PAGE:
A pixel on iOS is the full resolution of the device, which means if I have an image that is 100x100 pixels in length, then the phone will render it 100x100 pixels on a standard non-retina device. However, because newer iPhones have a quadrupled pixel density, that same image will render at 100x100 pixels, but look half that size. The iOS engineers solved this a long time ago (way back in OS X with Quartz) when they introduced Core Graphics' point system. A point is a standard length equivalent to 1x1 pixels on a non-retina device, and 2x2 pixels on a retina device. That way, your 100x100 image will render twice the size on a retina device and basically normalize what the user sees.
It also provides a standard system of measurement on iOS devices because no matter how the pixel density chanes, there have always been 320x480 points on an iPhone screen and 768x1024 points on an iPad screen.*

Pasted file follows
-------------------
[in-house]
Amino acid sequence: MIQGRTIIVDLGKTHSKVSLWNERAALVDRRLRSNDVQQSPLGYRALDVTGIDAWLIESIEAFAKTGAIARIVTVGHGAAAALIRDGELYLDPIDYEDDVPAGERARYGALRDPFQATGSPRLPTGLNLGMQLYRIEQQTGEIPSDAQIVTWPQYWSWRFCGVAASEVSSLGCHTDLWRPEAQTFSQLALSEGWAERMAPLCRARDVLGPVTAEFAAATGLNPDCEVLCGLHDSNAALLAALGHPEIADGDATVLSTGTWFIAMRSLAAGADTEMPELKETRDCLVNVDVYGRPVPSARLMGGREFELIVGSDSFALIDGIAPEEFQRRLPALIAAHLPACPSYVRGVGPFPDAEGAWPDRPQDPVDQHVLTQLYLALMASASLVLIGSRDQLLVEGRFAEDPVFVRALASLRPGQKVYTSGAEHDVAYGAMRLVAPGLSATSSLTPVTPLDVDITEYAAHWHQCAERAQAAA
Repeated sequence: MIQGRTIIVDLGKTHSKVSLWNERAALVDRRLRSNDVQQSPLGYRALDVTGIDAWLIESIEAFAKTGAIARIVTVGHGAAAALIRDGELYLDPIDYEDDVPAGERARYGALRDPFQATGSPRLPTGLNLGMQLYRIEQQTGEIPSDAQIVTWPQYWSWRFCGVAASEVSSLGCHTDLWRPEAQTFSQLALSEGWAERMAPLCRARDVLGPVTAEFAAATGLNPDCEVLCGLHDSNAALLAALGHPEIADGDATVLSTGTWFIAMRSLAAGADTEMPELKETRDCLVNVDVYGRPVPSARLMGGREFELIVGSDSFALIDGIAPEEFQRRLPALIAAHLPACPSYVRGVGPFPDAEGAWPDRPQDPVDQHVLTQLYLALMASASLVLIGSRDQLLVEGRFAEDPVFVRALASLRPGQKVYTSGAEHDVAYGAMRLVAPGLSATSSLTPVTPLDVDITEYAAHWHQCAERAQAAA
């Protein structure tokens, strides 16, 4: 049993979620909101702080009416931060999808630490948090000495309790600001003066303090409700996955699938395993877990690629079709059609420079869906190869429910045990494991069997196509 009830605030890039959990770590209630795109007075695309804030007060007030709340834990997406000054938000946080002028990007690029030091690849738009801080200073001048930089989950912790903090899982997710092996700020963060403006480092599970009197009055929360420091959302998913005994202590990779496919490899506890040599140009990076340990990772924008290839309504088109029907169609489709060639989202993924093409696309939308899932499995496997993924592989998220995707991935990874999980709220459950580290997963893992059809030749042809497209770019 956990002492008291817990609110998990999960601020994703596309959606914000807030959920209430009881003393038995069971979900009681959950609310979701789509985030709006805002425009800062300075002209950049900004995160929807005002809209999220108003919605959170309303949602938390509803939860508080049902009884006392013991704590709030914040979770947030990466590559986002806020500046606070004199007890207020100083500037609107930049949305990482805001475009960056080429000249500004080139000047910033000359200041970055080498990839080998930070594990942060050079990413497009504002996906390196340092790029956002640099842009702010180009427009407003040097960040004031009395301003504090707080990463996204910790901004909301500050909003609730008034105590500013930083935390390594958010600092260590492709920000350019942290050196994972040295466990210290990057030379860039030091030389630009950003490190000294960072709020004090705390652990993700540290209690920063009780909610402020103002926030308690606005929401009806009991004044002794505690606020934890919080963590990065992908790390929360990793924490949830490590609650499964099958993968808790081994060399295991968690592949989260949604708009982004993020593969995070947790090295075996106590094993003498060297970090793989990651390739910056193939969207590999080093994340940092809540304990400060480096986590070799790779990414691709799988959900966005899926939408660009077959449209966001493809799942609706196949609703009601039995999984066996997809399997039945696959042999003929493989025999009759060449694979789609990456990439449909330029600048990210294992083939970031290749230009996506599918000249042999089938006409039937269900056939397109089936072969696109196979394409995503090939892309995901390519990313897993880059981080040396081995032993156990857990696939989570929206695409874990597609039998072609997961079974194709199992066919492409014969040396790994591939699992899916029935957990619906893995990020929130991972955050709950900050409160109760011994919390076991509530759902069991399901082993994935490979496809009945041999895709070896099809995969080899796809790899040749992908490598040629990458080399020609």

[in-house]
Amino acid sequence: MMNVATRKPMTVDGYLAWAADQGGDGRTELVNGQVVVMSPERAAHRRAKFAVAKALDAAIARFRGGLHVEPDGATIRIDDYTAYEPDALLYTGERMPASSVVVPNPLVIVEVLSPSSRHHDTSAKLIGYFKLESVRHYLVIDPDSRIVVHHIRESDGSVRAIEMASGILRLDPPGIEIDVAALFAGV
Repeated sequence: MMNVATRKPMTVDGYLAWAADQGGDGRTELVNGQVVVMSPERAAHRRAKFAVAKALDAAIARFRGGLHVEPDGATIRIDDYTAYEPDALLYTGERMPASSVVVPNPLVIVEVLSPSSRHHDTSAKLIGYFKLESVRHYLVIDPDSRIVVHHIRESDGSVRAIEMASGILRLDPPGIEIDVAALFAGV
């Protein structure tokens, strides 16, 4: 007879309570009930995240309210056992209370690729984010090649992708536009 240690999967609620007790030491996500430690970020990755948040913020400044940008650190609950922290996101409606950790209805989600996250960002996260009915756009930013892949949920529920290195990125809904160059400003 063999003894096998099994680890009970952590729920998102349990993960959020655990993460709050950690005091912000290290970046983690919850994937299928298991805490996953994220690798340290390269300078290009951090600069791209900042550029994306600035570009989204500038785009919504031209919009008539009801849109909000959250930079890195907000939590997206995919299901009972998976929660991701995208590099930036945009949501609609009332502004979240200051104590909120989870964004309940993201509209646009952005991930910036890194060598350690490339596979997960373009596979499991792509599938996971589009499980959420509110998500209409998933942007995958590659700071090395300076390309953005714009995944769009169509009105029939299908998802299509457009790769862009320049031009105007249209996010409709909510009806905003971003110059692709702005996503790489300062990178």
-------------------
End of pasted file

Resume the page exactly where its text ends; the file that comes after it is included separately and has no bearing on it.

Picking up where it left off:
But at the same time, you can basically disregard the documentation considering that retina devices were introduced with iOS 4 at a minimum, and I don't know of too many people still running iOS 3 on a newer iPhone. But if such a case arises, your UIImage would need to be rendered at exactly twice its dimensions in pixels on a retina iPhone to make up for the pixel density difference.
*Starting with the iPhone 5, the iPhone's dimensions are now no longer standardized. Please use the appropriate APIs to retrieve the screen's dimensions or use layout constraints.